World Health Organization. Comprehensive Implementation Plan on Maternal, Infant, and Young Child Nutrition. Geneva, Switzerland, 2014.
Advances In Nutrition. 2015 Jan; 6(1):134-5.Add to my documents.
Systematic review of integration between maternal, neonatal, and child health and nutrition and family planning. Final report.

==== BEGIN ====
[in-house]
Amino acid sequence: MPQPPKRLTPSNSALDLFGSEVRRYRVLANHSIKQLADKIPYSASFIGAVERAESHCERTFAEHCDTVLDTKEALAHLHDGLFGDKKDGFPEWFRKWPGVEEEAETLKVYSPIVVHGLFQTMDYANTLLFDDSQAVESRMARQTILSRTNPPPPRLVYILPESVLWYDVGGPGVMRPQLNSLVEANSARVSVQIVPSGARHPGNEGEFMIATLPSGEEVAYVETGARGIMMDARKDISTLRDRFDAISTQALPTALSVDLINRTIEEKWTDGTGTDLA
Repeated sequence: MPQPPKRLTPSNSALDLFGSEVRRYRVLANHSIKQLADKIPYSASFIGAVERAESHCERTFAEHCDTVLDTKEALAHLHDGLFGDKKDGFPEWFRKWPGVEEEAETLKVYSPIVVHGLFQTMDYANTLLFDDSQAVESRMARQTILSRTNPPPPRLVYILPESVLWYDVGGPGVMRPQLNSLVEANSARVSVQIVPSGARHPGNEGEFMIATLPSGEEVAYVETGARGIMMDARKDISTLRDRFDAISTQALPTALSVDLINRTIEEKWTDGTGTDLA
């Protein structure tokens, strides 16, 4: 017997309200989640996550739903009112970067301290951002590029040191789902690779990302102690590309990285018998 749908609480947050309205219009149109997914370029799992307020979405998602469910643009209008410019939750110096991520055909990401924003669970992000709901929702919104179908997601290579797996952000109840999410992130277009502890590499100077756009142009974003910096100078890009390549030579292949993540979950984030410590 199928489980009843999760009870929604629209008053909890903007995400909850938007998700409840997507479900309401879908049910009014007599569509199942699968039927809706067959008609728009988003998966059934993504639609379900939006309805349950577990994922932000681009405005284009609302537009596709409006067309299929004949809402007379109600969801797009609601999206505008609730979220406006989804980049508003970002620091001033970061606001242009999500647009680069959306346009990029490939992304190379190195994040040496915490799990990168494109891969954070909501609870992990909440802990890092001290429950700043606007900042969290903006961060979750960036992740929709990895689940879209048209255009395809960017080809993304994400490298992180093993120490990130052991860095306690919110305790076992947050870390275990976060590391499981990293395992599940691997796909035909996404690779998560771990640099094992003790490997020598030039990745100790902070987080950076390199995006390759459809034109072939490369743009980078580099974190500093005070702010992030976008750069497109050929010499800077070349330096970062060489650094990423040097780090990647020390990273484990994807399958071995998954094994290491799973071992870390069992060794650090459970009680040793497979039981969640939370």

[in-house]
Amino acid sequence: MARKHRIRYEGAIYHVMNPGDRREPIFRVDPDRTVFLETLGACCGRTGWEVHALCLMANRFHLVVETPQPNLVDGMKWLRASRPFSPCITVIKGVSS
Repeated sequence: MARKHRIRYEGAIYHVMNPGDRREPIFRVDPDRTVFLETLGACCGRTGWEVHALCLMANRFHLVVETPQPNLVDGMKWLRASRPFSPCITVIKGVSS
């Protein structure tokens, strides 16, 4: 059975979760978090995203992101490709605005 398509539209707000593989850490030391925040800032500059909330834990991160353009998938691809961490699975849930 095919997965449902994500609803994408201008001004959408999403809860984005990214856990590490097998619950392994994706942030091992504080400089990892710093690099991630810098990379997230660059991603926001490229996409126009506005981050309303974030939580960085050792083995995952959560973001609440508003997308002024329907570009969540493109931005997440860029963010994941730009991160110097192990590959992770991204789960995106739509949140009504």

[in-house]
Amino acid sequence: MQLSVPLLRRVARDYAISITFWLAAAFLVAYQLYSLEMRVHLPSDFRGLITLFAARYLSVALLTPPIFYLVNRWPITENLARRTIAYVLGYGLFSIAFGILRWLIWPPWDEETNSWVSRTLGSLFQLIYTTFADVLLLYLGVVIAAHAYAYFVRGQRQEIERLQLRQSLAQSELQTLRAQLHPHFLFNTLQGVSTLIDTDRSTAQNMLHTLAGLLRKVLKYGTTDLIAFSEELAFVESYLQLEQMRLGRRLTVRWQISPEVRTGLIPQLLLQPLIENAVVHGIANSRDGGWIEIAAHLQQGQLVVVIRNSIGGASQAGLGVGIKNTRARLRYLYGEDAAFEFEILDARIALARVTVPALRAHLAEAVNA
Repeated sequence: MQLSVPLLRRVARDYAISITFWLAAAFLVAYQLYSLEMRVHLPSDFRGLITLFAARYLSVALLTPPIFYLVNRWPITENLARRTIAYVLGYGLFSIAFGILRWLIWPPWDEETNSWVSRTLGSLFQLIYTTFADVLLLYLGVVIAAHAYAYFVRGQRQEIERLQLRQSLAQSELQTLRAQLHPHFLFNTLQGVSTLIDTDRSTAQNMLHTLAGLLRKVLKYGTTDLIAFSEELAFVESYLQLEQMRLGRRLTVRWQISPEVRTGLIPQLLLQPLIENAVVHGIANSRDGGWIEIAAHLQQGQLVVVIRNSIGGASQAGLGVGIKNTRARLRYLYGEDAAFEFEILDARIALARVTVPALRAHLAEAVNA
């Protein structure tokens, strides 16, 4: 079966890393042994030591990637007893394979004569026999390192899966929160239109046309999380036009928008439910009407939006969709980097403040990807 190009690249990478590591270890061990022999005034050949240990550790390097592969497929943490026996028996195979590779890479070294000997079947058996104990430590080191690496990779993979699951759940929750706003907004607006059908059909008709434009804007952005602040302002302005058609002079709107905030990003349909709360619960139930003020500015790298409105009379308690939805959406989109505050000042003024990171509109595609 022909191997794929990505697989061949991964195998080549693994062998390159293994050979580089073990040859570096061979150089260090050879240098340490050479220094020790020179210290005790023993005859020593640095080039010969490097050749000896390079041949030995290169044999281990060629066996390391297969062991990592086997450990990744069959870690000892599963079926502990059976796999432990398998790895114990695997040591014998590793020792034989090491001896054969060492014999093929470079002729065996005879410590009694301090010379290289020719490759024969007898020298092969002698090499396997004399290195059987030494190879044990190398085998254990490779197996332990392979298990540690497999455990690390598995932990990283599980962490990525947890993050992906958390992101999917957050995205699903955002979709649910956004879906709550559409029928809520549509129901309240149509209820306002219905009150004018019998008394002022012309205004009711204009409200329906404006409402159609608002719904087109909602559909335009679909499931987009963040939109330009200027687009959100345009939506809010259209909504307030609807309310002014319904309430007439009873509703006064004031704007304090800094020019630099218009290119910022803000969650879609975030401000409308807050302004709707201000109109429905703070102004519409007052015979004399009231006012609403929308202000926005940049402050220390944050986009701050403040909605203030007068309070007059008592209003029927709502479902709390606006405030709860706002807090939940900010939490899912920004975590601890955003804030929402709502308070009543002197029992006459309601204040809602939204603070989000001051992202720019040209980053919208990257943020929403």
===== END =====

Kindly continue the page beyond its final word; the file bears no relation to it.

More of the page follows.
Washington, D.C., Global Health Technical Assistance Project, 2011 May. 284 p. (Report No. 11-01-303-03; USAID Contract No. GHS-I-00-05-00005-00)This reveiw seeks to focus on the MNCHN and FP components of SRH to examine the evidence for MNCHN-FP integration, review the most up-to-date factors that promote or inhibit program effectiveness, discuss best practices and lessons learned, and identify recommendations for program planners, policymakers, and researchers. The objective was to address these key questions: 1) What are the key integration models that are available in the literature and have been evaluated?; 2) What are the key outcomes of these integration approaches?; 3) Do integrated services increase or improve service coverage, cost, quality, use, effectiveness, and health?; 4) What is the quality of the evaluation study designs and the quality of the data from these evaluations?; 5) What types of integration are effective in what context?; 6) What are the best practices, processes, and tools that lead to effective, integrated services? What are the barriers to effective integration?; 7) What are the evidence/research and program gaps? What more do we need to know?; and 8) How can future policies and programs be strengthened?